booktwirps on LibraryThing More than 1 year ago
After a bi-polar classmate¿s suicide caused by bullying, Kana is sent to live in Japan for the summer with her mother¿s relatives. It was Kana¿s friend Lisa that did a majority of the bullying, but Kana never did anything to stop is and it is weighing on her. While in Japan, she is to attend summer school, read a stack of books her mother sent with her, and help her mother¿s family tend to their mikan orange groves. Kana is half Jewish and half Japanese and quickly finds herself an outsider in her summer school. She is bigger than the other girls, and being only half Japanese, she looks different. In the beginning, Kana blames Ruth. If it hadn¿t been for her suicide, Kana wouldn¿t be in Japan for the summer. She would be back in New York with her family and friends. She blames Ruth for not speaking out, not telling anyone about her disorder. If she had, maybe things would have been different. During her months away, Kana vacillates between anger, sadness and regret over what happened. Eventually, she comes to terms with the event. She opens up more to her family, and begins to enjoy her summer, looking forward to going home and starting high school. That all changes when she receives news about another tragedy which changes her life even more.Orchards is written in free-verse which suits the novel well. Had it been written in prose, I¿m afraid it would have been mired down in unnecessary description and would have possibly stripped this moving novel of its heart. Though it does deal with tough subject matter, the author handles it very well. The book is told entirely from Kana¿s point of view as she speaks to Ruth, now dead, about her feelings and what she has to go through because of what happened. I felt this added a nice touch and added a depth to the book it may not have had otherwise. The characters are strong, the verse is well-crafted and the story is engaging. All in all it is a satisfying read.(Review copy courtesy of Book Diva¿s)
usagijihen on LibraryThing More than 1 year ago
When I saw this book at the library, I knew I just had to read it. I love fiction that¿s written in free verse (¿Sharp Teeth¿ would be the best example of this that I¿ve encountered so far) ¿ it¿s rare to find, but even rarer to find within the confines of YA fiction alone. ¿Sharp Teeth¿, meet your new rival, ¿Orchards¿.This book deals with several issues all at once ¿ being bicultural, bullying, suicide, and death. And I usually try to avoid books like these because there is rarely a new voices strong enough to attention to these issues long enough for people to notice.But this book is very different. Thompson took a huge risk by writing this in free verse instead of traditional fiction structure. She took a double risk with creating a character based on friends and family and her own experiences in Japan ¿ a bicultural teenage girl ¿ when she herself is not ethnically mixed (or so it seems ¿ correct me if I¿m wrong on this one). But you know what? Because she has thorough knowledge of both cultures, these risks pay off, big time. Because she did research and has experience with her subject, it makes Kanako that more alive, that more real. She could be your neighbor or acquaintance at school, talking on Facebook about her experiences over the summer at her matrilininal ancestral home.And at the same time, her friends could also be the kids you know down the street. The grief she experiences could be the subject of gossip you discuss in whispers with your own friends. And Thompson is not afraid to impress this on her audience. She says it best in this scene with Baachan and Kanako:¿suicide can spreadBaachan finally saysutsuru she addslike a virusyou have to stop itput up barriers (page 285, hardcover edition)¿The idea of suicide virii in Japan is nothing new (tons of pieces of popular culture can back this up), and I thought it was particularly skilled of Thompson to extend this idea to her audience ¿ an American YA audience with little to no knowledge of this urban legend outside of movies like ¿The Ring¿ or anime. Thompson really helps her audience understand the idea that suicide IS a virus but moreover, it¿s a virus vectored by bullying and guilt among the ignorant. This is a masterful work and only through this idea in Japanese culture, I think I can safely say, can really convey the vicious cycle of bullying and suicide within a particular group of people that know each other.This book NEEDS to be made mandatory reading for all American middle and high schools. The bullying epidemic is out of control (though in Japan, it¿s just as bad, if not worse), and we need to put up barriers, strengthen our immune systems against this vector and the result, the suicide virus.If you want a book that doesn¿t sugarcoat this subject yet brings it to the table in a fresh, new, and unforgettable way, this is the book for you. Arguably one of my top ten of 2011 so far.(crossposted to goodreads, shelfari, and witchoftheatregoing.wordpress.com)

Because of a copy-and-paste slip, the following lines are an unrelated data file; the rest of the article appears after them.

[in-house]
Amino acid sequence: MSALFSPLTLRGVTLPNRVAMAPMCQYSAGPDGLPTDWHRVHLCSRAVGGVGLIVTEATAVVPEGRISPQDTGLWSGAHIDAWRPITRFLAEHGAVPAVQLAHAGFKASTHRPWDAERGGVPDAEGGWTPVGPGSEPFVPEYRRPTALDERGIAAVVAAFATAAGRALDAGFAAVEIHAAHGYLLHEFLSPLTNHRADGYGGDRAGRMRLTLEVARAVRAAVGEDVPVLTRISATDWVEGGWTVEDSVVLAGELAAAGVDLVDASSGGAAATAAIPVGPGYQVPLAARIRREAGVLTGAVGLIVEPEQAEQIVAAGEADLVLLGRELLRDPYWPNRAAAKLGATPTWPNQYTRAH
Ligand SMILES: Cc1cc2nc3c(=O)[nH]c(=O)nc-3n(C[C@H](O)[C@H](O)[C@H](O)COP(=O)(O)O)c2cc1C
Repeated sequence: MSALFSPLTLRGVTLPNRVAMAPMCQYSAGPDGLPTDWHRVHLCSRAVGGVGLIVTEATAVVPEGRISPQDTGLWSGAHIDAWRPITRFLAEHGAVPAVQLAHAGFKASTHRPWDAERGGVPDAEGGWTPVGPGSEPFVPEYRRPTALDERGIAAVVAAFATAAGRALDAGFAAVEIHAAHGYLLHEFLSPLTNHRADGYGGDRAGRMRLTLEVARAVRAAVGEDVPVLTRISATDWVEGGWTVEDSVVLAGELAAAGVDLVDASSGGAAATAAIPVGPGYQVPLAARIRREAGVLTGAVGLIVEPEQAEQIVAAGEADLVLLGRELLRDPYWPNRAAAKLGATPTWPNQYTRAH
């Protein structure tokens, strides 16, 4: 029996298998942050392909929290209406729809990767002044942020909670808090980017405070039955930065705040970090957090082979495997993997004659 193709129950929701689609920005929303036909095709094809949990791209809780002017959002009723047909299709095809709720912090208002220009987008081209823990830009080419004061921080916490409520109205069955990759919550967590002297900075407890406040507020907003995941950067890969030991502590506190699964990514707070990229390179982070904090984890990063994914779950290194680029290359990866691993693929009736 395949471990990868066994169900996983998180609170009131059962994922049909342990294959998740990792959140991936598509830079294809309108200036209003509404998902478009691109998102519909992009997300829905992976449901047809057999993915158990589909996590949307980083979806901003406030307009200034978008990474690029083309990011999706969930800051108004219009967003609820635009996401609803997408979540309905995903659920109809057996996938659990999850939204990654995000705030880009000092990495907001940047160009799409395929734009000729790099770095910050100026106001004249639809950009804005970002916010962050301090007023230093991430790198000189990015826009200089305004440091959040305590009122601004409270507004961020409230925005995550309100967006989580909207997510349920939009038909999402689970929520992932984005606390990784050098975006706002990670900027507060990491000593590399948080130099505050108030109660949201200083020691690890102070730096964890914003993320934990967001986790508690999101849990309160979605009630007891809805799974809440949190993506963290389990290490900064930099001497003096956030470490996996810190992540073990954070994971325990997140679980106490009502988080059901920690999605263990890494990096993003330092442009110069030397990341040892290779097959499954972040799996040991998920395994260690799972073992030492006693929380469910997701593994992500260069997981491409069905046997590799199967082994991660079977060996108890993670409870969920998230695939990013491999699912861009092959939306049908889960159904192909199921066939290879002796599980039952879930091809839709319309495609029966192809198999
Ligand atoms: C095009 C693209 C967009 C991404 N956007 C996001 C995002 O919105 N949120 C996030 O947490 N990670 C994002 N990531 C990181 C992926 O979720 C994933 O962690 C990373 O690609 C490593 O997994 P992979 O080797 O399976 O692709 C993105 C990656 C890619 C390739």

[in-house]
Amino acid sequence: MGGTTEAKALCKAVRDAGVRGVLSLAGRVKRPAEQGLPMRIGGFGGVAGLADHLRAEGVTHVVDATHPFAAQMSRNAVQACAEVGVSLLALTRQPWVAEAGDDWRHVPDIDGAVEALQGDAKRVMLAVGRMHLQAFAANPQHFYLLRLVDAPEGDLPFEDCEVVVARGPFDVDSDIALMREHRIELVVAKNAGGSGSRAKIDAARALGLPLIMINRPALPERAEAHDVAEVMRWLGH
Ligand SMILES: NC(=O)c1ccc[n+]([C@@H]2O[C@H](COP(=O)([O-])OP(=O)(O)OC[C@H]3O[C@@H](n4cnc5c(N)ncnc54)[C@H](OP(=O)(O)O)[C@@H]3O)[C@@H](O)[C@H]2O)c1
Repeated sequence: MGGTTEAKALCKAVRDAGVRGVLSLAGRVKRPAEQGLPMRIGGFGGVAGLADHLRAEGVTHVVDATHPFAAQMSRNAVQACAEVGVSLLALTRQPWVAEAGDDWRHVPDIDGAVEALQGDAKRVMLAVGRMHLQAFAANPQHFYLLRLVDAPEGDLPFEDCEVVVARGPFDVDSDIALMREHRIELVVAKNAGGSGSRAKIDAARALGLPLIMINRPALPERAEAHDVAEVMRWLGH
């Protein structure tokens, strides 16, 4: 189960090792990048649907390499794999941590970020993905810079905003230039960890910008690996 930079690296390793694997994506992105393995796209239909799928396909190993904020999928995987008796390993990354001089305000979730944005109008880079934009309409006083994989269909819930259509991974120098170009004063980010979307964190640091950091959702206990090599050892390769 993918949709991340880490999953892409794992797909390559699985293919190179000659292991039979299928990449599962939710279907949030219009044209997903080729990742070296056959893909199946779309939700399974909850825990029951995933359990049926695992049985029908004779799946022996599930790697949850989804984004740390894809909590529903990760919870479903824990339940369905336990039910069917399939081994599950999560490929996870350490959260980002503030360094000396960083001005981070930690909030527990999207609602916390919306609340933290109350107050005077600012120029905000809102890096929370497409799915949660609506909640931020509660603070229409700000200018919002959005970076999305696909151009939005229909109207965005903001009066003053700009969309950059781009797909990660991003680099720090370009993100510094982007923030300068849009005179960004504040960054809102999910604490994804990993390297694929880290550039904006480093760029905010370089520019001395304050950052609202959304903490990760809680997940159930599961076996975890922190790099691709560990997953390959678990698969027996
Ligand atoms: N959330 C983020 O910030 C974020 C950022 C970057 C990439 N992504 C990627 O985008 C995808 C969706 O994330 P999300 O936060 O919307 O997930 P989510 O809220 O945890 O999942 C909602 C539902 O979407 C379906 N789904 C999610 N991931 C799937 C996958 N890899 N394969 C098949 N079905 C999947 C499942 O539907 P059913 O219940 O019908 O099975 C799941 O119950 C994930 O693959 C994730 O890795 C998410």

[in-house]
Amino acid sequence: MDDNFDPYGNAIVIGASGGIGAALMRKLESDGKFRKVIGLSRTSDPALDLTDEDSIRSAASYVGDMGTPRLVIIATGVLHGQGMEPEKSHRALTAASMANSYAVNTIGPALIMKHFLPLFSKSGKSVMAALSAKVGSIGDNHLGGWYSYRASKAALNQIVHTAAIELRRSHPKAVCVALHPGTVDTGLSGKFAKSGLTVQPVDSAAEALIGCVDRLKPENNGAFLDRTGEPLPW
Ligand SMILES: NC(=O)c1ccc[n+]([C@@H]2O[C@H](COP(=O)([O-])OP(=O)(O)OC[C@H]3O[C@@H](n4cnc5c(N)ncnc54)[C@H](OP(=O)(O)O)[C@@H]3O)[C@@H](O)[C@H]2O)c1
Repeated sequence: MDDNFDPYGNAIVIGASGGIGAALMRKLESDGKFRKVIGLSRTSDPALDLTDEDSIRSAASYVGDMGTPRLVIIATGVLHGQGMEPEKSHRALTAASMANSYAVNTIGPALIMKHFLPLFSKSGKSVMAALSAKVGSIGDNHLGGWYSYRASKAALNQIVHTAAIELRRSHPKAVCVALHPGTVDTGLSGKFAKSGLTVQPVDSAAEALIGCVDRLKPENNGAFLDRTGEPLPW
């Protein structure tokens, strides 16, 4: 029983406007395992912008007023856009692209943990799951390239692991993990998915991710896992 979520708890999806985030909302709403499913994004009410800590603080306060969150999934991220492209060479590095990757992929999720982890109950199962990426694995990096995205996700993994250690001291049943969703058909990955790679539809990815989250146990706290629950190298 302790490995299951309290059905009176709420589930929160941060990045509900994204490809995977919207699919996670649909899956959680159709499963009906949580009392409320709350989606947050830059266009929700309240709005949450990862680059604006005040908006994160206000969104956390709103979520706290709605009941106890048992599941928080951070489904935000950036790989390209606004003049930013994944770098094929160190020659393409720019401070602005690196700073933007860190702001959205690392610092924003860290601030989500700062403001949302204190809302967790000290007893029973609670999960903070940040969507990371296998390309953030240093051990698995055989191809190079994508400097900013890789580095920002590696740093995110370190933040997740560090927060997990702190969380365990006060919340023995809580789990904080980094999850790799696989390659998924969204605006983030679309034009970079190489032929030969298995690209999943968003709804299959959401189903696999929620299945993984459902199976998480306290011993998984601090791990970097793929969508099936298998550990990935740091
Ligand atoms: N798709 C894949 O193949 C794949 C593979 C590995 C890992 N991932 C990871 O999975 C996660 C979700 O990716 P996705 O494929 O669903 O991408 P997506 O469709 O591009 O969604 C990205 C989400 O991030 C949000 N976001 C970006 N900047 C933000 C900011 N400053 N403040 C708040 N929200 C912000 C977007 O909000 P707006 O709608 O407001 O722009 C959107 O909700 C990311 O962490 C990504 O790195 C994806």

iCarlyGleek More than 1 year ago
I read this book in 2 days and I was truly impressed! I could not put it down! I absolutely love verse/poetry books and this one has to be one of my favorites! Highly recommended! :)